Lawsuits abound: AT&T, Verizon, Sprint sued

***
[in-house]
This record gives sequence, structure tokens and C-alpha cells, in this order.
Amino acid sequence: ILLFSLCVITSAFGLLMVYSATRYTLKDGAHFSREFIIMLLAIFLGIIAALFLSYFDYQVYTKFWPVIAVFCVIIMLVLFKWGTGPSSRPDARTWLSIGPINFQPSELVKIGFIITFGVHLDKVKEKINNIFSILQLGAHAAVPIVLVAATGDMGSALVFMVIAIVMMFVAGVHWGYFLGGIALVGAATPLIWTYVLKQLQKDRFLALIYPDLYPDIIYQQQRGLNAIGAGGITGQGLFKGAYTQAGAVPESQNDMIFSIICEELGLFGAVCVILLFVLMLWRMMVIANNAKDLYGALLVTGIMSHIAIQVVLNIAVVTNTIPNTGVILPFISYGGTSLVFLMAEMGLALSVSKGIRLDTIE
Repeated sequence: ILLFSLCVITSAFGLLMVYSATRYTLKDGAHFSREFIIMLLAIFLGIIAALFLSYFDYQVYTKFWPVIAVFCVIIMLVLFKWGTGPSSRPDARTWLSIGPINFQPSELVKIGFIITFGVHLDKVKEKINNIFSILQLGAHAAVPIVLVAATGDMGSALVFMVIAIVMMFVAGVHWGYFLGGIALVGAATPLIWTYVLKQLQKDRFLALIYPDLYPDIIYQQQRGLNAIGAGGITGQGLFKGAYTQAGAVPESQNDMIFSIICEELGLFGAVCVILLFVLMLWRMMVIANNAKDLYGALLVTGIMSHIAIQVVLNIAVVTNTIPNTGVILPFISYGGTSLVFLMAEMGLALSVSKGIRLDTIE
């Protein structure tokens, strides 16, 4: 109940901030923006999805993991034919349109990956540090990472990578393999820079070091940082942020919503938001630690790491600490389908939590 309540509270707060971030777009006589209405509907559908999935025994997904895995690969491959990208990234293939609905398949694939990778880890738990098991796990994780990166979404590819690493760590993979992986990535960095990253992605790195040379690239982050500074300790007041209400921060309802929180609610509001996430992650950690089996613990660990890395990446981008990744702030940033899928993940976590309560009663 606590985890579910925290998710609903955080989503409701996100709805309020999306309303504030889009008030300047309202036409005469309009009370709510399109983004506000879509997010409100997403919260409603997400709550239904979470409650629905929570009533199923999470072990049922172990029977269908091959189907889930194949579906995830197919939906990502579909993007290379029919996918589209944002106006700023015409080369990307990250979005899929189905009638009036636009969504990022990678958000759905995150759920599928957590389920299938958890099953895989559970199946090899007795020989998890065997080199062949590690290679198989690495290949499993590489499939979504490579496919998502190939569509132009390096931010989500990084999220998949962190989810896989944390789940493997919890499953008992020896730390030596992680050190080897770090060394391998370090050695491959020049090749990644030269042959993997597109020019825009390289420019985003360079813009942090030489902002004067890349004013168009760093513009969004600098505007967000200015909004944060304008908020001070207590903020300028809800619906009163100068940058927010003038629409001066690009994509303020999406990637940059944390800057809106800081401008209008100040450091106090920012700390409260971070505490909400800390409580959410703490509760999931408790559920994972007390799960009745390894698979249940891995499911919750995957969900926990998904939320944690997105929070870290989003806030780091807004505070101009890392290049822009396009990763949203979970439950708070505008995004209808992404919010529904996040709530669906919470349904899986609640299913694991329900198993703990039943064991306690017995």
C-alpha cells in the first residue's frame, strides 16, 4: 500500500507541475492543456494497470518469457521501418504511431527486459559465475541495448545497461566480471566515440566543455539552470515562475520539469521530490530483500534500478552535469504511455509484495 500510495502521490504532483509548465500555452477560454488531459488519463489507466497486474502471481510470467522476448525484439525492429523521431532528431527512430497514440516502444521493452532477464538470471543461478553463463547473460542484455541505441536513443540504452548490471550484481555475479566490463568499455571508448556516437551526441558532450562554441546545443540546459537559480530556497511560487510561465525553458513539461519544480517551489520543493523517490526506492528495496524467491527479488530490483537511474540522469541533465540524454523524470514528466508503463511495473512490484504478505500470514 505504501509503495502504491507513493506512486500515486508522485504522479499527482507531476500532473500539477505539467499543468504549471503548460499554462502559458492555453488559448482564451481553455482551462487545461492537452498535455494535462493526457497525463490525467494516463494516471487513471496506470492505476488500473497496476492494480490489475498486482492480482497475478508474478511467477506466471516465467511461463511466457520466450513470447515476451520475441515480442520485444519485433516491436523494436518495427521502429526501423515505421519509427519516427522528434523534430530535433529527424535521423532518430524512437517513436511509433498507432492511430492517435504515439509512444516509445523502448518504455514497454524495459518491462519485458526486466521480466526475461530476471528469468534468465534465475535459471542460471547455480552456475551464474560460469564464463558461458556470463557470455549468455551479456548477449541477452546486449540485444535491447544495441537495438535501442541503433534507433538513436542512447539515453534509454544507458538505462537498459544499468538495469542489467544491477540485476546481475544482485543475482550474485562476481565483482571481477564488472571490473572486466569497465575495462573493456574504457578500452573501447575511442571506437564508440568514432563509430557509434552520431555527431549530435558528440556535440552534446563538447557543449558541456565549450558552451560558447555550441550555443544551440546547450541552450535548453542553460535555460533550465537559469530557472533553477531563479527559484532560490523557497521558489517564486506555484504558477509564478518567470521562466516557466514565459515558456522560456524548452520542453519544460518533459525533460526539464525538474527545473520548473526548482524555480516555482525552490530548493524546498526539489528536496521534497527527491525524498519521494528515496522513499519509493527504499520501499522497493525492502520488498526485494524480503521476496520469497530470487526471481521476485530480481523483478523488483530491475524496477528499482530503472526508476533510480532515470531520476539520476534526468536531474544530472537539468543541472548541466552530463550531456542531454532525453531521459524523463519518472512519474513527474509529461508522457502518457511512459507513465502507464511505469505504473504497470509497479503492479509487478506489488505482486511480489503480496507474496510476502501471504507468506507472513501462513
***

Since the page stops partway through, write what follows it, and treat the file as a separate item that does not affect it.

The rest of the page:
Here’s the thing, though: the U.S. Patent and Trademark Office rejected the patents. NTP is appealing, so they are technically still valid. But if rejected again, NTP wouldn’t have a leg to stand on. NTP alone represents the need to reform patent law. We’re all for giving people their proper due, but that should only extend to the creator of the device. Patents should not be sold, lest we have companies like NTP. They’re not out for innovation and the advancement of technology; they’re out to make a buck off big companies. We’ve had our beef with Verizon, AT&T, and Sprint in the past. That bias, however, does not prevent us from seeing that they’re in the right here. This system of patent hoarding and lawsuit-filing does nothing but impede progress. Not only are they trying to hold back technology, but they’re trying to take money from companies who will invest in new technology. What is NTP doing with the proceeds from the RIM settlement? What do they plan to do with any settlement from this case? Well, since it’s likely that their only overhead is the purchase of patents, they’ll probably put the money in a Swiss bank account and sit on it. Which, by the way, worsens the economy. But hey, personal gain ahead of the greater good, right? Right? Once again, most of the news from today has made us ill. [The Globe and Mail]]]>